A lichen is special, because it is not one organism, but two. It is a complicated relationship between a fungus and an alga.
The alga provides nutrients through photosynthesis, while the fungus (which the alga lives inside of) protects the alga from the elements. The result is a new organism distinctly different from its component species.
Lichens are also fascinating because of the diversity of their shapes and colors. They often occupy niches that, at least sometime during the season, are so dry or hot that nothing else can live there. I sometimes see yellow lichens on rocks in the desert, like this one found on Mount Charleston (NV) a couple of years ago.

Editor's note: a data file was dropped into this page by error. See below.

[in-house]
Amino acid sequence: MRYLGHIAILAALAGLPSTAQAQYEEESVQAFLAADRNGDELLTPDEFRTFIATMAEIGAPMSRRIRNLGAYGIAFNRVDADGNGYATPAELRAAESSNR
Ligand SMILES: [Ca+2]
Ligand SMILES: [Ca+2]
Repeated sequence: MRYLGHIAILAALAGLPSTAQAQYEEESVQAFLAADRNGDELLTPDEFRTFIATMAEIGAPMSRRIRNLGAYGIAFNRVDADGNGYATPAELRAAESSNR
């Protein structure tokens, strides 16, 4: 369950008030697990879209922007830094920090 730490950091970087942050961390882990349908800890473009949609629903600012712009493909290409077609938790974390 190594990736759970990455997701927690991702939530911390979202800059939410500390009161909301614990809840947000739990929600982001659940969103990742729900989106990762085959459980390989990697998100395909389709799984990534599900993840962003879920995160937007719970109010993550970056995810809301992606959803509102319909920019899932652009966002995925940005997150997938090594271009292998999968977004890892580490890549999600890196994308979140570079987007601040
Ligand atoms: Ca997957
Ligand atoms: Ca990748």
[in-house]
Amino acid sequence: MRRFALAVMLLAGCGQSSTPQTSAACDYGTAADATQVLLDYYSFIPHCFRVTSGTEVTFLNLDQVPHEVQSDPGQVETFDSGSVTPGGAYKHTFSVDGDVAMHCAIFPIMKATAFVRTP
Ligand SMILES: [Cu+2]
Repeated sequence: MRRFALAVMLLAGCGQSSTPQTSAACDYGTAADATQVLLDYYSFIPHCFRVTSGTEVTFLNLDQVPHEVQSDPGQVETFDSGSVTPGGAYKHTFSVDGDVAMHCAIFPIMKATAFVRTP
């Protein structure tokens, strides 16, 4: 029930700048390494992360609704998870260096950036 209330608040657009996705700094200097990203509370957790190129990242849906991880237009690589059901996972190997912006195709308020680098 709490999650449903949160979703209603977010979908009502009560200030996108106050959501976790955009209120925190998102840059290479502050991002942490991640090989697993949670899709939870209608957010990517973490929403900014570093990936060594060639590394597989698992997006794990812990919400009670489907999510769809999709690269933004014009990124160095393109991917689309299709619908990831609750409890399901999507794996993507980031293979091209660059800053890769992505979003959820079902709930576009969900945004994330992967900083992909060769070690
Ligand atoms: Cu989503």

The successful alliance between a fungus and an alga allows each to do what it does best and thrive as a result of a natural cooperation. Greenshield Lichens are usually greenish-gray. They look a lot like tiny leaves.
Greenshield Lichens live on tree trunks and rocks, preferring shady, damp places – look for them in the woods. Lichens do not damage trees, but over time, a colony of lichens can break down rocks and put nutrients back into the soil.
Lichens are very sensitive to pollution and are an indicator of air quality. Got lichens? Then you’re breathing clean air!